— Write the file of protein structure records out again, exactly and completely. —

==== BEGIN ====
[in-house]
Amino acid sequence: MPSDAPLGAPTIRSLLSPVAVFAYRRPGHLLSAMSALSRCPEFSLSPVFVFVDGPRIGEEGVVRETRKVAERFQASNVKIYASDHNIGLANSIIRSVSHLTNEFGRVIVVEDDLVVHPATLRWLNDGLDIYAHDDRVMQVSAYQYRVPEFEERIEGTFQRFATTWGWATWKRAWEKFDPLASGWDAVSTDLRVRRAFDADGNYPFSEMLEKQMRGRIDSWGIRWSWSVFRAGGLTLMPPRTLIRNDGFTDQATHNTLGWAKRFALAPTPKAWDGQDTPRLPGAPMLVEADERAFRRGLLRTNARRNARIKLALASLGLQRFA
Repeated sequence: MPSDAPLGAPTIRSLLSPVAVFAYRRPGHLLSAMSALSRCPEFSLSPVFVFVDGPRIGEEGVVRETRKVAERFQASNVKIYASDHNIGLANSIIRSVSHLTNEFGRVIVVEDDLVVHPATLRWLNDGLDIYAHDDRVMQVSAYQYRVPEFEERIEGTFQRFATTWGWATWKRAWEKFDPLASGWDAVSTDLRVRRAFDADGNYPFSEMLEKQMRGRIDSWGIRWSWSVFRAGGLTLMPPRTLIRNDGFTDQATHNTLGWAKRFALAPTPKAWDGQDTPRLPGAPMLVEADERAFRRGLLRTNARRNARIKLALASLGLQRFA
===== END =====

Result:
[in-house]
Amino acid sequence: MPSDAPLGAPTIRSLLSPVAVFAYRRPGHLLSAMSALSRCPEFSLSPVFVFVDGPRIGEEGVVRETRKVAERFQASNVKIYASDHNIGLANSIIRSVSHLTNEFGRVIVVEDDLVVHPATLRWLNDGLDIYAHDDRVMQVSAYQYRVPEFEERIEGTFQRFATTWGWATWKRAWEKFDPLASGWDAVSTDLRVRRAFDADGNYPFSEMLEKQMRGRIDSWGIRWSWSVFRAGGLTLMPPRTLIRNDGFTDQATHNTLGWAKRFALAPTPKAWDGQDTPRLPGAPMLVEADERAFRRGLLRTNARRNARIKLALASLGLQRFA
Repeated sequence: MPSDAPLGAPTIRSLLSPVAVFAYRRPGHLLSAMSALSRCPEFSLSPVFVFVDGPRIGEEGVVRETRKVAERFQASNVKIYASDHNIGLANSIIRSVSHLTNEFGRVIVVEDDLVVHPATLRWLNDGLDIYAHDDRVMQVSAYQYRVPEFEERIEGTFQRFATTWGWATWKRAWEKFDPLASGWDAVSTDLRVRRAFDADGNYPFSEMLEKQMRGRIDSWGIRWSWSVFRAGGLTLMPPRTLIRNDGFTDQATHNTLGWAKRFALAPTPKAWDGQDTPRLPGAPMLVEADERAFRRGLLRTNARRNARIKLALASLGLQRFA